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ibn as-sabil wrote:

And there are also many more different dialect variants of nynorsk! And the government is slowly but surely trying to meld the two languages ultimately into one common form, "samnorsk". (From the Norwegian word "sammen" (nynorsk "saman"), meaning "together"): There have been numerous acts of parliament(!) officially changing both the spelling, and the grammar: the gender of words; the past tense formation, etc!! (mainly of bokmål, to make it more like nynorsk -- and more like the oral forms in common use, even in the bokmål-speaking areas.)

If we start dividing Norwegian texts up into all their regional and dialect varieties - Sørlandsk; Trøndersk; Hedemarken; Oslo-østre (working class east Oslo); Oslo-vest (more refined Western Oslo); Bergensk; etc. etc. etc., where will it all end?

Most importantly, it would make looking for texts much more difficult, as we'd often have to look in two places (and frequently, they would often be mislabeled, or wrongly sorted!, as those who aren't fluent in the language, but want to post the lyrics (which they got off a CD cover, or found on the internet, etc.), in the hopes that someone can provide a translation, and only know that it's Norwegian, but don't themselves have a clue as to which variety it is, would then be at a much greater disadvantage, and the whole thing would cause much more confusion, and we would then need to employ several more full-time grammar-nazis just to correctly sort and separate the two varieties!!! (And Norwegians can be extremely partisan and ferocious when fighting over the two varieties of their language!)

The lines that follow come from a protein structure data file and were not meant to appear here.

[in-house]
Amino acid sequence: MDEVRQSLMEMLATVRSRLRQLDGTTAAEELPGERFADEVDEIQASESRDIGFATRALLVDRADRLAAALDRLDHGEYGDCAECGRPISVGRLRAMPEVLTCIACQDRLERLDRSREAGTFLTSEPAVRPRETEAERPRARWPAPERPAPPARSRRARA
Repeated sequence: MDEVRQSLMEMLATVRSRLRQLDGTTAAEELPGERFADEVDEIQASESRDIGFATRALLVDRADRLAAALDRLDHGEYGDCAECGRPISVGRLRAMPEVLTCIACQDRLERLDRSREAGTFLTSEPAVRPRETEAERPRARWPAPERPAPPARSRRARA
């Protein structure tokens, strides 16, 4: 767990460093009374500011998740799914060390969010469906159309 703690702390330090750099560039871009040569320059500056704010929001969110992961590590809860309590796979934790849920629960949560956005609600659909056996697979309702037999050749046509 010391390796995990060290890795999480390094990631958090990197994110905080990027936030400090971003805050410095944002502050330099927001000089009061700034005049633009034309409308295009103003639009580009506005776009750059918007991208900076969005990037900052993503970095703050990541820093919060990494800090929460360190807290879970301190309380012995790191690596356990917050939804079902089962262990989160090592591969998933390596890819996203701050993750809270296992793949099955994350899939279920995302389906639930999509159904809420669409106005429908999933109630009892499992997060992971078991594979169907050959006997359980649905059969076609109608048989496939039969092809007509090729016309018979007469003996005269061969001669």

Ok but there's Swedish and Swedish (dialects) categories and I've never seen someone, fluent or otherwise mix up the two categories with lyrics. Also nobody is fighting over what should be in Swedish or Swedish (dialects) because it's pretty straightforward. Also Arabic is split in a similar manner, and I've not seen people fight over that either. I assume splitting Norwegian would be the same as splitting up Swedish on here.

Super Member
Joined: 18.09.2016

Hi! I would like to comment this topic from my experience. I'm a native speaker of Serbian and Croatian language, which are linguistically very closely connected, even referred to one language: 'Serbo-Croatian'. Our languages used to be one since 1991, when a war between Serbia and Croatia broke out. Today, even Bosnian and Montenegrin are considered separate languages. Croatian language has two main dialects (Chakavian/čakavski and Kajkavian/kajkavski) which are also divided on this page. Serbian is also connected with the bigger, Serbian-Macedonian-Bulgarian mixture, which is called 'Torlakian dialect', also divided here. So if all of this languages are split, why Norwegian can't be? Maybe because it's just one nation? But if Croatian dialects (and also Estonian, as I have seen) are split, then I think Norwegian dialects also shall be.